It sounds funky, but it makes sense when you try it.
It’s Saturday night around 8 p.m. in Guangzhou, the capital of China's southern Guangdong province, and I’ve just joined a line of about about 75 people in the basement of a shopping mall. But we’re not here to get our hands on a new pair of Yeezys, sneak into a trendy new bar, or standing as part of a larger piece of performance art. Instead, we're queuing outside HEYTEA tea house, waiting to sample tea. But not just any tea; no, this tea comes topped with cheese.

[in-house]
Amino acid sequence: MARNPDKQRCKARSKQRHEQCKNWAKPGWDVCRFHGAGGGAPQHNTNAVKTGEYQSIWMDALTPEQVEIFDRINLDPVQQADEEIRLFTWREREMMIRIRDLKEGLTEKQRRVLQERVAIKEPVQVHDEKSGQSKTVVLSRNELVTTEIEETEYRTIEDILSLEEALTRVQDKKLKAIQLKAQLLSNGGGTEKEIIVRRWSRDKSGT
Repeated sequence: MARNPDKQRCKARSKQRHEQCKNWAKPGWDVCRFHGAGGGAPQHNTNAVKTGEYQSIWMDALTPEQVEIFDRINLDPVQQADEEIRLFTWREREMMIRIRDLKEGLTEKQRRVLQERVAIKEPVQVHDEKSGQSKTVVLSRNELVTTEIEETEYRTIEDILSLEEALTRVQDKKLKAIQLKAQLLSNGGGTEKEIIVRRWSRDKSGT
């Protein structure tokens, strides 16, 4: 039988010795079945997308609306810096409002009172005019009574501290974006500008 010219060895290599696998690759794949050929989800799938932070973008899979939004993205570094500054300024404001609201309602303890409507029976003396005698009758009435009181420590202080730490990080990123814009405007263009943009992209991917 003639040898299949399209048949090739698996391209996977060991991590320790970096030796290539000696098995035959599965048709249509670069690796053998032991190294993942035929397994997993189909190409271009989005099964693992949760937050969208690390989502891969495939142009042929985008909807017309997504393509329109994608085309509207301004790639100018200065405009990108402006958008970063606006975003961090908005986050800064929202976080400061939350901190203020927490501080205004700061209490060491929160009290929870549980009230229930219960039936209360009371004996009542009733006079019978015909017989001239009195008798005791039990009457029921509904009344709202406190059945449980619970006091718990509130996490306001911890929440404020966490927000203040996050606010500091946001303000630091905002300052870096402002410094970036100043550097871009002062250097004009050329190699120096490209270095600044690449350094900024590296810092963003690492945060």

Called zhī shì chá in Mandarin (meaning “cheese tea”), the concept has spread from the street stalls of Taiwan to China, Singapore, Malaysia, Hong Kong, and even to New York’s Flushing neighborhood, where Happy Lemon serves the tea in four flavors, including chocolate. The West Coast has caught on, too: In Los Angeles, Little Fluffy Head Cafe specializes in small-batch, cheese-topped brews with names like Dirty Mess Milk Tea and Camouflage Matcha.